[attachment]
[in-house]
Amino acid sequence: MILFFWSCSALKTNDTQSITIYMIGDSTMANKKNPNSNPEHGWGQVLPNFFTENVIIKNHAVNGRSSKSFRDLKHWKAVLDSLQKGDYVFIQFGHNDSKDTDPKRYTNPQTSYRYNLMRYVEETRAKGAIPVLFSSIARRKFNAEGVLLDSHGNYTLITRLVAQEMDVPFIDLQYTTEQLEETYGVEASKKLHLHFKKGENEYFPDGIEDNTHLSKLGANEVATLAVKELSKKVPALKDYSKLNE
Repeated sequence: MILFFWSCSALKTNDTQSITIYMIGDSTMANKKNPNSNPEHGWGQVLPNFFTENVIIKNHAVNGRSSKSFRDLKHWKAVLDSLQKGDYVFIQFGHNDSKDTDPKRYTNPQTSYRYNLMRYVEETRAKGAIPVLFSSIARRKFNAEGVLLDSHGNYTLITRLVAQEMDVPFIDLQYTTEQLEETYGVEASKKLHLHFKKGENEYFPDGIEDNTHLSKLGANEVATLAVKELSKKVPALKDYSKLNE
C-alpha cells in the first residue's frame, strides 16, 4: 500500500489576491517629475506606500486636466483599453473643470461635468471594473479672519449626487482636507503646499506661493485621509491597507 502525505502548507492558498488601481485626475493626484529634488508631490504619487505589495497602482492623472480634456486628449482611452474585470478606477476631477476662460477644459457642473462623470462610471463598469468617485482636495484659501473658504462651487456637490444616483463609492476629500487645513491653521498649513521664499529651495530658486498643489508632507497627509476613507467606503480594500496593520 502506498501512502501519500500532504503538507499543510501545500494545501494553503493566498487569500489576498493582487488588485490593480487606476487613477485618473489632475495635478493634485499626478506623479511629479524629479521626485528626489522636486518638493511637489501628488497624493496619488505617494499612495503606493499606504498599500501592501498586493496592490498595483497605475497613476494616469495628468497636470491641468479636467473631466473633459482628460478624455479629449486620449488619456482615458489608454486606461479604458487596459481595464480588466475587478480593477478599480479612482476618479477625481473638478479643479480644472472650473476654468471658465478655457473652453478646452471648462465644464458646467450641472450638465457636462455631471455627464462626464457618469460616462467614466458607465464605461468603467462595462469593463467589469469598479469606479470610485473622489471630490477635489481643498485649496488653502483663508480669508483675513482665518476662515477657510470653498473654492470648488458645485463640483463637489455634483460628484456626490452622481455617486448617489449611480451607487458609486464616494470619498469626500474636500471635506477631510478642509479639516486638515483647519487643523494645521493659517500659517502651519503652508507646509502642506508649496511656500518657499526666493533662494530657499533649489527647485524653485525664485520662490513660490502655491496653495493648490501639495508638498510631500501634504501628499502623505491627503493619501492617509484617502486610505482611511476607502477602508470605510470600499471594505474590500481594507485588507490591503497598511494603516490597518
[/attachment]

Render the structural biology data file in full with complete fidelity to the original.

[in-house]
Amino acid sequence: MILFFWSCSALKTNDTQSITIYMIGDSTMANKKNPNSNPEHGWGQVLPNFFTENVIIKNHAVNGRSSKSFRDLKHWKAVLDSLQKGDYVFIQFGHNDSKDTDPKRYTNPQTSYRYNLMRYVEETRAKGAIPVLFSSIARRKFNAEGVLLDSHGNYTLITRLVAQEMDVPFIDLQYTTEQLEETYGVEASKKLHLHFKKGENEYFPDGIEDNTHLSKLGANEVATLAVKELSKKVPALKDYSKLNE
Repeated sequence: MILFFWSCSALKTNDTQSITIYMIGDSTMANKKNPNSNPEHGWGQVLPNFFTENVIIKNHAVNGRSSKSFRDLKHWKAVLDSLQKGDYVFIQFGHNDSKDTDPKRYTNPQTSYRYNLMRYVEETRAKGAIPVLFSSIARRKFNAEGVLLDSHGNYTLITRLVAQEMDVPFIDLQYTTEQLEETYGVEASKKLHLHFKKGENEYFPDGIEDNTHLSKLGANEVATLAVKELSKKVPALKDYSKLNE
C-alpha cells in the first residue's frame, strides 16, 4: 500500500489576491517629475506606500486636466483599453473643470461635468471594473479672519449626487482636507503646499506661493485621509491597507 502525505502548507492558498488601481485626475493626484529634488508631490504619487505589495497602482492623472480634456486628449482611452474585470478606477476631477476662460477644459457642473462623470462610471463598469468617485482636495484659501473658504462651487456637490444616483463609492476629500487645513491653521498649513521664499529651495530658486498643489508632507497627509476613507467606503480594500496593520 502506498501512502501519500500532504503538507499543510501545500494545501494553503493566498487569500489576498493582487488588485490593480487606476487613477485618473489632475495635478493634485499626478506623479511629479524629479521626485528626489522636486518638493511637489501628488497624493496619488505617494499612495503606493499606504498599500501592501498586493496592490498595483497605475497613476494616469495628468497636470491641468479636467473631466473633459482628460478624455479629449486620449488619456482615458489608454486606461479604458487596459481595464480588466475587478480593477478599480479612482476618479477625481473638478479643479480644472472650473476654468471658465478655457473652453478646452471648462465644464458646467450641472450638465457636462455631471455627464462626464457618469460616462467614466458607465464605461468603467462595462469593463467589469469598479469606479470610485473622489471630490477635489481643498485649496488653502483663508480669508483675513482665518476662515477657510470653498473654492470648488458645485463640483463637489455634483460628484456626490452622481455617486448617489449611480451607487458609486464616494470619498469626500474636500471635506477631510478642509479639516486638515483647519487643523494645521493659517500659517502651519503652508507646509502642506508649496511656500518657499526666493533662494530657499533649489527647485524653485525664485520662490513660490502655491496653495493648490501639495508638498510631500501634504501628499502623505491627503493619501492617509484617502486610505482611511476607502477602508470605510470600499471594505474590500481594507485588507490591503497598511494603516490597518